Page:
By Sam Pauken
With the passing of Neil Armstrong last week many consider this to be the end of one era of space exploration, and the dawning of another, especially in light of the landing of the Curiosity on Mars and the end of the space shuttle program.
There has been some talk of Mars being the next great frontier in space exploration and the United States ought to make landing a manned mission on mars a priority. An article from LiveScience by Mike Wall questions the long-term financial and economic viability of such an endeavor. First off, the cost for such a mission is gargantuan. NASA estimates that $100 billion would be required over a span of 30-40 years, although costs could easily overrun as they tend to do with NASA program. The International Space Station was estimated to cost around $10 billion, but it ended up costing ten times more. Is a $1 trillion trip to Mars worth it?
Instead of putting a man on Mars, Wall proposes that Mars exploration should remain restricted to rovers, given the success of the Curiosity and its substantially lower cost of $2.5 billion. In addition, NASA can develop other long-term projects that have the potential of delivering a return-on-investment.
- Colonize the moon. This would allow mankind to utilize the resources beyond our planet. We could conceivably have 100 people on the moon by 2050.
- Accelerate the development of passenger space travel. This could create a market for hotels and resorts in space by 2050.
- Develop space-based solar power.
These options would help boost the economy and bring us some benefit for the money that would need to be invested. A Mars mission would certainly provoke a number of inventions and innovations, which may one day filter down to the masses, link Tang (which was by the way not invented by NASA). However the immediate benefits are harder to grasp. Furthermre passing some of the cost of this research to the private sector overcomes the near impossibility of getting Congress to approve billions of dollars in additional spending these days.
The American public seems relatively optimistic and supportive of NASA’s work these days. A CNN/ORC poll was taken from August 7-8 this year of 502 adults. It asked, “As you may know, the U.S. has landed a robotic explorer on Mars that is sending back pictures and data. Do you think this is a major achievement, a minor achievement, or not an achievement at all?”
- 72% believed it was a major achievement
- 18% believed it was a minor achievement
- 9% believed it was not an achievement
Even last year when the news of the end of the Space Shuttle program was circulating, a CBS News poll was taken from June 17-20, 2011 of 1045 adults. It asked, “How do you feel about the U.S. Space Shuttle program coming to an end? Are you pleased, disappointed, or don’t you care much one way or the other?”
- 16% were pleased
- 48% were disappointed
- 33% didn’t care
The CBS survey also asked, “As you may know, the U.S. Space Shuttle program is scheduled to launch its final mission in July 2011. Given the costs and risks involved in space exploration, do you think the Space Shuttle program has been a worthwhile program, or not?”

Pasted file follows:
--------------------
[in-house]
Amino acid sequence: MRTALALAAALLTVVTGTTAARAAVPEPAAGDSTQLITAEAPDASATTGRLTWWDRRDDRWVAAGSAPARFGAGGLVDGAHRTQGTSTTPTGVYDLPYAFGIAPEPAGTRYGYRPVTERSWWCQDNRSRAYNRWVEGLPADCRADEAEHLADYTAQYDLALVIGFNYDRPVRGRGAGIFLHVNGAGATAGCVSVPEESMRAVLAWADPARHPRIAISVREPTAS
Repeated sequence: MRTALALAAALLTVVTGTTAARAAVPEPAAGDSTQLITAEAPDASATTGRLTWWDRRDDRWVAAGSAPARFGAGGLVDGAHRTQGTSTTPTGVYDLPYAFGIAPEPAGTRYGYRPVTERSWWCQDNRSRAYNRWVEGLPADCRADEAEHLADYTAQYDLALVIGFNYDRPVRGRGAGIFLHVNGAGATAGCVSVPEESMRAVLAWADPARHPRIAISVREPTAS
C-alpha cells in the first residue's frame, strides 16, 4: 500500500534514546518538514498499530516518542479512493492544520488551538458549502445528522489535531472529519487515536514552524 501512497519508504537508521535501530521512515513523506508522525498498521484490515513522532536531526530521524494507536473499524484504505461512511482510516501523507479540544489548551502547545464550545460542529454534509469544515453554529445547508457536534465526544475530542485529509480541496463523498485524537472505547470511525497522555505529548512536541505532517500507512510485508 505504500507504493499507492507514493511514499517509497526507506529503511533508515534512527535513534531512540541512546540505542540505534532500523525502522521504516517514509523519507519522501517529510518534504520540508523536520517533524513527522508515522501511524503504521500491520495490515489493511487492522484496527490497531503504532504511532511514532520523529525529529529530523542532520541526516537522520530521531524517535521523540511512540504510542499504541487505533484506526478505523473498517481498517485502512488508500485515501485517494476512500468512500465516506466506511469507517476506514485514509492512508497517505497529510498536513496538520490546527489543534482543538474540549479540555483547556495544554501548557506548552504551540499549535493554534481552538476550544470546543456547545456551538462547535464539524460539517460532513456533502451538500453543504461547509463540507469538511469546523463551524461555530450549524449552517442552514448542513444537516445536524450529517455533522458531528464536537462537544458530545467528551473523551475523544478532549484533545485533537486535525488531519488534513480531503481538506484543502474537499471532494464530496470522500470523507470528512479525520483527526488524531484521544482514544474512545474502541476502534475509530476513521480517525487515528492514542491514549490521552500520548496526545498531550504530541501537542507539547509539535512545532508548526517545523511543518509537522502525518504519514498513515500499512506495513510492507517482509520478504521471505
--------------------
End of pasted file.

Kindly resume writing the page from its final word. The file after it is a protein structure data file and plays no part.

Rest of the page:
- 63% answered “Yes”
- 31% answered “No”
- 6% were unsure or refused to answer
Votifi conducted a poll on space exploration shortly after the Curiosity landed on Mars where we asked, “Should the United States endeavor to land a manned mission on planet Mars by the year 2100?”
- 62% answered “Yes”
- 21% answered “No”
- 18% answered “Not sure”
If we dig a little deeper into the data, we find that a Mars mission
- Has more support among males (73%) then females (59%)
- Has the most support in the 18-35 (79%) and Over 65 (76%) age brackets
- Has the least support in the South (55%), where NASA is located
- Has about the same support among Democrats (64%) and Republicans (70%), but has far less support among everyone else (which may include unidentified Democrats and Republicans (47%).
Some of the current bullishness might be linked to the awesomeness of the Curiosity project as well as general goodwill in nostalgic remembrance of Neil Armstrong and the Apollo missions. An IBD/TIPP poll from July of 2011 suggests there are in fact deep divisions among the American public about how best to proceed with space exploration.
- 59% of Americas believe space exploration would be more efficient with less Washington-style bureaucracy
- 10% of Americans think we should spend more on space exploration; 49% think we should spend the same; and 28% think we should spend less
- 6% want NASA eliminated completely
Many think that is worthwhile for man to endeavor beyond the Earth to discover new things, but many others, while recognizing that space is interesting, question the practical benefit that we gain from reaching beyond Earth, especially when our tax dollars, albeit relatively few of them, pay for it.
With the recent successful liftoff of the Dragon by the private company SpaceX, we may be beginning a new chapter in space exploration. As SpaceX must find a way to have a return on investment, we will know soon whether space exploration can be profitable, and whether reaching beyond our world can bring a practical benefit to humanity.